I think part of me also knew that this was it. As bad as we wanted to clean the house and move on, I knew that once this process was done, IT really was over – the era of my parents was going to be really over. I recall being at my own home on a Saturday morning and having told my family that I was taking the day to go to my parents’s house to sort and organize, then finding myself dreading the drive there, dreading the process and dreading even more the end of it.

As long as I was sorting, separating, remembering they seemed like they were there – or about to come home. For the last 15 years or so my parents would spend a few months in Florida during the winter months. It became very easy, after they died, to feel or pretend like they were just away in Florida for a few months again. For quite a while I think I avoided mourning completely because of this. It was easy initially but I think it made the overall process harder.

I recall many hot days in the summer being tired and having gone through a whole cabinet or closet and feeling tired and emotional. Then I would go into another room and open a closet and seeing the vast amount of things to go through combined with the memories, the smells, the loss, the emotions, and the sheer volume of ‘stuff’, I would just break down and cry like a child. Sometimes I would just go sit in their backyard and not move for long periods of time. I don’t think I ever felt so lonely during those days in my parents’s home – yet it was something that I really wanted to do alone. 

So the day came that we decided on a date to put things up for auction. We had a deadline. We had to separate and make decisions. We got to be efficient and we worked together well. We organized so much ‘stuff’. They had so much to go through. We actually ended up filling 4 of the largest dumpsters. My father was a pack rate.

Towards the end I recall getting overwhelmed and burnt out and I began to just purge things…..I ended up selling some tools, an old hunting rifle, and other things that I now wished I would have kept – but at that moment the emotions and responsibilities and nature of it all combined so that I just wanted to get rid of the emotional baggage. I’m told this was actually the healthier choice because many times people attach emotional meaning to all sorts of things and then just save those things. It can be hoarding or it can be just holding on to something and anywhere in between.

I definitely didn’t hoard and that’s probably a good thing but I do regret letting go of a few things, strictly because of sentimental reasons. But then again, those things are now gone and have been since 2009 and I suppose my life is no worse because of it. Perhaps my life has less emotional baggage because of it.

In any case, through out that year I can’t tell you how much I worked at doing well at things…..running my own company, trying to get a job, improving my financial situation, and trying to be a success at something – and none of it worked. I really could not succeed at anything. It seemed everything, except my wife and daughters and friends, went wrong. My car, my bills, my job, my health…..When we sold my parents’s home and resolved the estate, I finally felt some sort of resolution and some accomplishment.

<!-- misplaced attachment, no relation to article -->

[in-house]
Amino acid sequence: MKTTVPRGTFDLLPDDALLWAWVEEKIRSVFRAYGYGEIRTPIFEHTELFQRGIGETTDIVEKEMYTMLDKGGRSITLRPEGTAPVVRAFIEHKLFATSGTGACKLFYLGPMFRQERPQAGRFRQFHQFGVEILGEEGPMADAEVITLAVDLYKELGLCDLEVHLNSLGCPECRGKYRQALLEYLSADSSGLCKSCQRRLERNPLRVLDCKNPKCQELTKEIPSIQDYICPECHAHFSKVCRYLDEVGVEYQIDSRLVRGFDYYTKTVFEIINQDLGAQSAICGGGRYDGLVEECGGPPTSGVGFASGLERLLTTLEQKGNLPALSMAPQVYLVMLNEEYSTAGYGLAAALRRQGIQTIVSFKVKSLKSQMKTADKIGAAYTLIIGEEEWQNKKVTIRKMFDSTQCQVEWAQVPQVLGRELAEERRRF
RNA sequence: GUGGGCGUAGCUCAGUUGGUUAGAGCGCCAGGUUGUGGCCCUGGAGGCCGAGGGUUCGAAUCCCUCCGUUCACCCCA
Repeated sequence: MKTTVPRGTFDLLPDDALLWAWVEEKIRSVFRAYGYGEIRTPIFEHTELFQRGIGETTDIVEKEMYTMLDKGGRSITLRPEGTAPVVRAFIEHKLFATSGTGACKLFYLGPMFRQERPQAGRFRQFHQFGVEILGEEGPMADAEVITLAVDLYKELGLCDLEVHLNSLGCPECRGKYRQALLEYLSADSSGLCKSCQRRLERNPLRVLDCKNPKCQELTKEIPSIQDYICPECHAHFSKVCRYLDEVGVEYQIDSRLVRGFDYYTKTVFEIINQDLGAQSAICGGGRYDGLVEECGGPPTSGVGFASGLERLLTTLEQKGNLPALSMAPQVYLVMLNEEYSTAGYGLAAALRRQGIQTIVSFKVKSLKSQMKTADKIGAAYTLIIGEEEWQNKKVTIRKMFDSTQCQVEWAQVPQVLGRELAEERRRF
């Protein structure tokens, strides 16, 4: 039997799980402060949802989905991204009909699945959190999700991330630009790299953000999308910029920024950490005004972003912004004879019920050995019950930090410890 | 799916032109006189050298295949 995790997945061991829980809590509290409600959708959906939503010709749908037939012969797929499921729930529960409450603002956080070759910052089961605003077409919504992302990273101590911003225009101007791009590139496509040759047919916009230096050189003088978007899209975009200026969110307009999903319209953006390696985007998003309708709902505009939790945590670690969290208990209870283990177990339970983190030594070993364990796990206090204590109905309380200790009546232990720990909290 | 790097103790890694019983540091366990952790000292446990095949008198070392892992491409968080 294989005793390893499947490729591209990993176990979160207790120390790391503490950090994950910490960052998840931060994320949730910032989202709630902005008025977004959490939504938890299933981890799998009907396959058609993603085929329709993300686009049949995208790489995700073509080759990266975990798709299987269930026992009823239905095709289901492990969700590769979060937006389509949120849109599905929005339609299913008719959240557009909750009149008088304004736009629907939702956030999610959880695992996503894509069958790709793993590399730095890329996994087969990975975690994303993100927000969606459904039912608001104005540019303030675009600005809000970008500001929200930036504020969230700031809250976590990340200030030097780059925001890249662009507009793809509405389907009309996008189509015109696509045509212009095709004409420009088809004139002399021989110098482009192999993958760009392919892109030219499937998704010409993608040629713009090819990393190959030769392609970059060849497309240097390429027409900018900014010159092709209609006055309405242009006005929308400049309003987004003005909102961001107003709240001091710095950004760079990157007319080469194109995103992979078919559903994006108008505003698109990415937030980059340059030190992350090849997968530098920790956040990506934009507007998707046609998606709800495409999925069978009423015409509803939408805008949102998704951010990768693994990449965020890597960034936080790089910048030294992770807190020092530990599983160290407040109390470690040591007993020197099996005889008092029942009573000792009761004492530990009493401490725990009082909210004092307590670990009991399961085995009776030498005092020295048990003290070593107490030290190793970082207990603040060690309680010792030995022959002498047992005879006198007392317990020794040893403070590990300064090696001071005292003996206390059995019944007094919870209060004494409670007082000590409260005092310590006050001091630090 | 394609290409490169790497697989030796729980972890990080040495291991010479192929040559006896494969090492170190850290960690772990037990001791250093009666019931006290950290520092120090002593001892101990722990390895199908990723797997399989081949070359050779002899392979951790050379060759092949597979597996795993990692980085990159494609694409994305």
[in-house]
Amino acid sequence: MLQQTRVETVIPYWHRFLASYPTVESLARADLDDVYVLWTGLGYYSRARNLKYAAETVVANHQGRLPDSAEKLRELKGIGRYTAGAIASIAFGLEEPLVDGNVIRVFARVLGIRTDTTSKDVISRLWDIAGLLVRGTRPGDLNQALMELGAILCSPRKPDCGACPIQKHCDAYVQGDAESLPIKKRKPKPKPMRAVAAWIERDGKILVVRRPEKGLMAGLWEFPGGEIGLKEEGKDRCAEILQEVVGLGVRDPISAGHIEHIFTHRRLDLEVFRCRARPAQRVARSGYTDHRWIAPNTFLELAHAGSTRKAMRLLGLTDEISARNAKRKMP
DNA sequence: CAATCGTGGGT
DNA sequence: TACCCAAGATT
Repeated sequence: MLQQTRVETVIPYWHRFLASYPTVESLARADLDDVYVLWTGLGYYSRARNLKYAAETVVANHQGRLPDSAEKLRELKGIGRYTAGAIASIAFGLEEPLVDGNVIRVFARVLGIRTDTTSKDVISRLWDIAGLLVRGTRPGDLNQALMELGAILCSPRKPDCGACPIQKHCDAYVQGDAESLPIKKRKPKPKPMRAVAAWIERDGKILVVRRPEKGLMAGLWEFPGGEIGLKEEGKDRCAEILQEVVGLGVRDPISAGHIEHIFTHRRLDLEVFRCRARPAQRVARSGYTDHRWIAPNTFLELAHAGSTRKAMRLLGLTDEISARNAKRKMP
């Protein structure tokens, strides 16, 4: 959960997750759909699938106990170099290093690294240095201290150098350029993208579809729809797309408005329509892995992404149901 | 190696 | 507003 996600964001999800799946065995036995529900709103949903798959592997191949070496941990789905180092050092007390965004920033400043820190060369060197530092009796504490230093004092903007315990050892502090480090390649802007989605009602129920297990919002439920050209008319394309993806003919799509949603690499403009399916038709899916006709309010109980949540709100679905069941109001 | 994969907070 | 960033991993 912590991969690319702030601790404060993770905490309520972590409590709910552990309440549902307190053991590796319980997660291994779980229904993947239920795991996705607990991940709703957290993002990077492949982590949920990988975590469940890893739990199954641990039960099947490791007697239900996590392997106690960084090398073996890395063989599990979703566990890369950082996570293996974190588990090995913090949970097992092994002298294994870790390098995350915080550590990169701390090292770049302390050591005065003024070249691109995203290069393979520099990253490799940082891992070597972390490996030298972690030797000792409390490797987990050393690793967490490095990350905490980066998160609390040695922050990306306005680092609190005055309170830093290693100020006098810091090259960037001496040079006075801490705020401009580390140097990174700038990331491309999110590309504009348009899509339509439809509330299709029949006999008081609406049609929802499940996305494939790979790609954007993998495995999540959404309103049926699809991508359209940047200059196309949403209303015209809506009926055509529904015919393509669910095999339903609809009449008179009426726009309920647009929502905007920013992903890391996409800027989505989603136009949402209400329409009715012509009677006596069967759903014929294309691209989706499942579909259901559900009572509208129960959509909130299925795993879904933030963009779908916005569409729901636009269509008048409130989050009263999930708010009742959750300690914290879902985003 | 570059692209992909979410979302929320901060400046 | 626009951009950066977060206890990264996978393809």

The inheritance was not huge but for all of us, my sisters and I, 2009 was a tough year, so the extra funds helped out. For me, I can say that without the inheritance I would have struggled in a major way and I probably would have had to relocate or at least work out of town during the week only to return home on the weekends. I lost a lot of pride and self worth that year and it took years to regain it.

In 2009 I learned lots of lessons – I learned that in the years 2007 to 2009 I really was a negative guy and that I focused on what went wrong and mostly on what I did not have. I complained a lot about things I would be so grateful for now. Even though I earned some nice income in 2007 and 2008, I was not a happy guy. I lived beyond my means and we were in debt. I made enough money that we could live nicely but we weren’t saving for the future and made poor money decisions.

After losing my job and experiencing the Recession in 2009, we were forced to focus on paying down debts and we had severe financial stress…….- for years. I felt like I might break down many times, but when things got very bad, when I was very low, I looked at my wife and daughters and I knew that I had to just keep moving. Some days I just barely showed up for life, and sometimes that was enough.

The other things that I learned – or at least re-learned were these items that I reflect on daily still:

  1. Focus on what you have, not what you don’t have
  2. Focus on what works, not what doesn’t work
  3. Monitor, improve your self-talk – often we are the toughest on ourselves without knowing it – we ask ourselves so many negative questions like “Why can’t I make any money?” and our brain, like a computer, searches for answers. We must change those questions around and ask positive questions like “Why do I earn more money now?” or “Why am I so lucky?”, etc. instead.
  4. Keep moving, show up, smile.
  5. Help others. There is always someone worse off than you and if you help anyone, it helps you and life seems much better.
  6. Get active – go take action, any action, don’t sit around and wait and wallow. Go out and do it!

I wish you the best until next time…..